Tuesday, October 2, 2007

Right of Publicity in USAToday

The use of Marilyn Monroe's iconic face to sell merchandise has prompted her only heir to push for laws giving estates of deceased celebrities sole control over marketing their famous personas.

The feud is playing out in New York and California. It pits the rights of estates to approve any use of the celebrity's image against the First Amendment right to use images and words of famous people for purposes such as research and art.

It has attracted a star-studded cast on both sides and placed millions of dollars at stake for families and other heirs. The dispute is the latest round in a long-running debate over the right to market celebrities' images after they die.

BITTER BATTLE CONTINUES: Photographers' heirs seek a cut of Monroe fortune

In New York, the right to market the images dies with the celebrity. A bill to hand estates power over the images stalled, despite support from Al Pacino, Yoko Ono and the estates of Babe Ruth and others. The bill likely will be reintroduced.
FIND MORE STORIES IN: New York | Photographers | Lee Strasberg

In California, where lawmakers are more sympathetic to entertainment industry issues, newly passed legislation clarifies and expands a state law that allows estates to control the marketing of deceased celebrities' images. Gov. Arnold Schwarzenegger has not said whether he will sign the bill.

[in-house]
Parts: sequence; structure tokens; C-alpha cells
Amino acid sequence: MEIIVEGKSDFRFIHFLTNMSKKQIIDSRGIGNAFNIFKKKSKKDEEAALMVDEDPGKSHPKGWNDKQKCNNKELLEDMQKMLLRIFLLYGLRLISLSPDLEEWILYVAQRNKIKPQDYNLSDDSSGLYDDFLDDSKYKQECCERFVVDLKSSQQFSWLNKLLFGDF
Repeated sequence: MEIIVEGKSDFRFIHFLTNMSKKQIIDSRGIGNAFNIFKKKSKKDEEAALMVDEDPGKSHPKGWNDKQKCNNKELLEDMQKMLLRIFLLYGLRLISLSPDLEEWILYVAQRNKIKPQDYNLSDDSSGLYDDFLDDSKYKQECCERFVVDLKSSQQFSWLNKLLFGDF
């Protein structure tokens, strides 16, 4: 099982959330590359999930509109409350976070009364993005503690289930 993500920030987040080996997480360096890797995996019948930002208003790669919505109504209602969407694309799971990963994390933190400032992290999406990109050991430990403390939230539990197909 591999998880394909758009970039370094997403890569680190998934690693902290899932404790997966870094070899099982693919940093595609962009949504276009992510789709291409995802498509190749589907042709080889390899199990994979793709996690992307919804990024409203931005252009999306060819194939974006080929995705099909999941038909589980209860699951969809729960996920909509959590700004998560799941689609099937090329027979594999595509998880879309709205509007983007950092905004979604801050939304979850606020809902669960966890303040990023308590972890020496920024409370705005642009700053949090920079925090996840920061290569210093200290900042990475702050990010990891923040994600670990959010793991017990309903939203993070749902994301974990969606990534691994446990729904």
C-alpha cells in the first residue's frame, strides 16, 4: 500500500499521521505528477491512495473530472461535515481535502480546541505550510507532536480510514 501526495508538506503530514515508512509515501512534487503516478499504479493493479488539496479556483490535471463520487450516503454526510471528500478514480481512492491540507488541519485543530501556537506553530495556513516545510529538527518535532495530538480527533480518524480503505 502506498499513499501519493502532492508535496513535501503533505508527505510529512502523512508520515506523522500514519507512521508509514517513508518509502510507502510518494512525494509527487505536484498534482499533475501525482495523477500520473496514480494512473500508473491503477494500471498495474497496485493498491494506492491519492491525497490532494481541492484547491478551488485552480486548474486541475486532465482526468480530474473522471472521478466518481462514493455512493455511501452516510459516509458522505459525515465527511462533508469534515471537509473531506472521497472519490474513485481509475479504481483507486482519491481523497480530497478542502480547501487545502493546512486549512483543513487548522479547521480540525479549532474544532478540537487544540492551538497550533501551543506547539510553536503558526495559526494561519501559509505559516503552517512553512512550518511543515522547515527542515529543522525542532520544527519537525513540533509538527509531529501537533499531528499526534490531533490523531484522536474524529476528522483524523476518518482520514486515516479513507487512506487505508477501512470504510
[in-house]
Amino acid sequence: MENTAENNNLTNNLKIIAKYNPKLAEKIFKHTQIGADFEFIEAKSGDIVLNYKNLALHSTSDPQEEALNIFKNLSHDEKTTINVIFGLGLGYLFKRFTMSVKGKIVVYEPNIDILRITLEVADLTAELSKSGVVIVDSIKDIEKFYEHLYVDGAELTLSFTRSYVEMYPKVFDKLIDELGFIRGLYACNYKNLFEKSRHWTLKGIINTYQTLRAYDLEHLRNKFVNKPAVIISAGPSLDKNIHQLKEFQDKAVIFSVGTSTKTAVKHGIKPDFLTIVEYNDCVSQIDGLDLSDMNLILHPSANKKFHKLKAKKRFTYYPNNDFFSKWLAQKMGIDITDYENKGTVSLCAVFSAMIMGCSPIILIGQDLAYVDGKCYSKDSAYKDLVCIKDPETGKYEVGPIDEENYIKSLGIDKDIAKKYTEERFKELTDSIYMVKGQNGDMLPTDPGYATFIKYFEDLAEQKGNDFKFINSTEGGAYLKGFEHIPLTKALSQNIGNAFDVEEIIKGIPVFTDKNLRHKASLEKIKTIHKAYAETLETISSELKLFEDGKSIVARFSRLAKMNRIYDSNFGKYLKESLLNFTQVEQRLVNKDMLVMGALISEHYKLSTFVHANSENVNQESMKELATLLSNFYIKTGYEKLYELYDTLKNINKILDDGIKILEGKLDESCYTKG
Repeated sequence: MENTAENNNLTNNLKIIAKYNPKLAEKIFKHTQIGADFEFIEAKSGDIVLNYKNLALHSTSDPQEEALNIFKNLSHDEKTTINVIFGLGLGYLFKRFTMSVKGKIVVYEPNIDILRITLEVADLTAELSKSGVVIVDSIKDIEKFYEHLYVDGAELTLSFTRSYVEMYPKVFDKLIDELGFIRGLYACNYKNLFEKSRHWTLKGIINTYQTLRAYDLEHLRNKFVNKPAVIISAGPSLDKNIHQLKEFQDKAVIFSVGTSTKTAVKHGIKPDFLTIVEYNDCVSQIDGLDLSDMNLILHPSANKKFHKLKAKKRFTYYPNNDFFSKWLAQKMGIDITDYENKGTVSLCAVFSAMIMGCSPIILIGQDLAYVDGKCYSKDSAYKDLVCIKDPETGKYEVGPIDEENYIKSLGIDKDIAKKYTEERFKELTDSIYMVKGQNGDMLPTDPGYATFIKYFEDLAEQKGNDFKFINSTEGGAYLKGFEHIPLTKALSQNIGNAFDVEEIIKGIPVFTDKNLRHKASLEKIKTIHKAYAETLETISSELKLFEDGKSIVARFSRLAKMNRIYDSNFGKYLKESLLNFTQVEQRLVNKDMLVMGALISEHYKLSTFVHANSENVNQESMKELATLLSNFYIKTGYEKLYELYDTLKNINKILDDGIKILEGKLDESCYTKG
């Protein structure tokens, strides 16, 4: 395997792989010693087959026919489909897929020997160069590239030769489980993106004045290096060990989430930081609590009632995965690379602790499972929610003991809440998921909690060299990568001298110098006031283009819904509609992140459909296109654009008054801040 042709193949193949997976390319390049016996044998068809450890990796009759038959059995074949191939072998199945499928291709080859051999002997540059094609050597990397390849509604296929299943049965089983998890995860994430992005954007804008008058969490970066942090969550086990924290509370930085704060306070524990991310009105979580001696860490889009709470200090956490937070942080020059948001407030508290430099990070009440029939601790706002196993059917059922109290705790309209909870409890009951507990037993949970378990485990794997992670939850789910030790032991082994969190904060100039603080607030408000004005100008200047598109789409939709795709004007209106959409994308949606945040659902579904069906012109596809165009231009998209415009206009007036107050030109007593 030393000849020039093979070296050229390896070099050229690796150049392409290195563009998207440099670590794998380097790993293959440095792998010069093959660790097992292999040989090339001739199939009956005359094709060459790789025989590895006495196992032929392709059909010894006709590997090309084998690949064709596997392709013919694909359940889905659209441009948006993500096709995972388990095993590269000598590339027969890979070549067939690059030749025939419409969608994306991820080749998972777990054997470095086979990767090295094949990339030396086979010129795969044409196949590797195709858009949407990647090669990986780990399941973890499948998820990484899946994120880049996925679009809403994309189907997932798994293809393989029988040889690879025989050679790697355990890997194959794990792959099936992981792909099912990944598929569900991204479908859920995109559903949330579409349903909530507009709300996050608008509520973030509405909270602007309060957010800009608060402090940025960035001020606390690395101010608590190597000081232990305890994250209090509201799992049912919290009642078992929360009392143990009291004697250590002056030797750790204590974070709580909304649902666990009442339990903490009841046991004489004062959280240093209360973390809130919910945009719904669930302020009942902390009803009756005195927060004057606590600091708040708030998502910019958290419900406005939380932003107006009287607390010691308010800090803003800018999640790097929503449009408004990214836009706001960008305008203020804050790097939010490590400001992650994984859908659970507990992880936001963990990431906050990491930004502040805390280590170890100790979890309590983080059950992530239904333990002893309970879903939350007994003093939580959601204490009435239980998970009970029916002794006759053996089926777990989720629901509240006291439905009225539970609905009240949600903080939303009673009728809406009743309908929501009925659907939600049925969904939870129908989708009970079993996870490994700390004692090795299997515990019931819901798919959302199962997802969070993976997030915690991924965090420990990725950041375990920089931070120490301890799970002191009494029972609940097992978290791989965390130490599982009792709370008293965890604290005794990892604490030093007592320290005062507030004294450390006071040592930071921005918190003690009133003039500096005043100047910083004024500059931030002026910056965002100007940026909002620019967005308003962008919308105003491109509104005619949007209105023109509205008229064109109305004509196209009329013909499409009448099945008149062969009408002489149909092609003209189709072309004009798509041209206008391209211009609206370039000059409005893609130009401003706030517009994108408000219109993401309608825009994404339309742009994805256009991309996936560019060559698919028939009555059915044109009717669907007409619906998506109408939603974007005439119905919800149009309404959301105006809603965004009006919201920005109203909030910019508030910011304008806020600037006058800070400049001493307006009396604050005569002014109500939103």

"There is a big argument that celebrities are in the public domain," says Greg Herbert, an Orlando attorney who specializes in First Amendment law. "Usually the motives of the estates are purely monetary. Are we going to reward people who are not the artists …? What's the public argument in giving them the right to control these photos when they did nothing to produce them?"

Hollywood's reigning sex goddess left most of her estate to her New York acting coach and mentor, Lee Strasberg. He left it to his third wife, Anna, when he died in 1982.

Anna Strasberg has made $30 million from Monroe's estate, court papers say. In 2001, she formed Marilyn Monroe LLC to manage it. It sells key chains, handbags and T-shirts with Monroe's image. In 2005, the company sued four photography archives that had been selling her photos to marketers of Monroe memorabilia.

The archives own the copyrights to the photos, but Strasberg claimed she controls the marketing and was owed licensing fees. The suits were split between federal judges in New York and California, who ruled against Strasberg in May.

The legislative push to get around those decisions began in June. Opponents, including the estates of Ray Charles and Marlon Brando, say the California bill will revoke the public's access to images and words of hundreds of actors and artists.

via USAToday.com

No comments: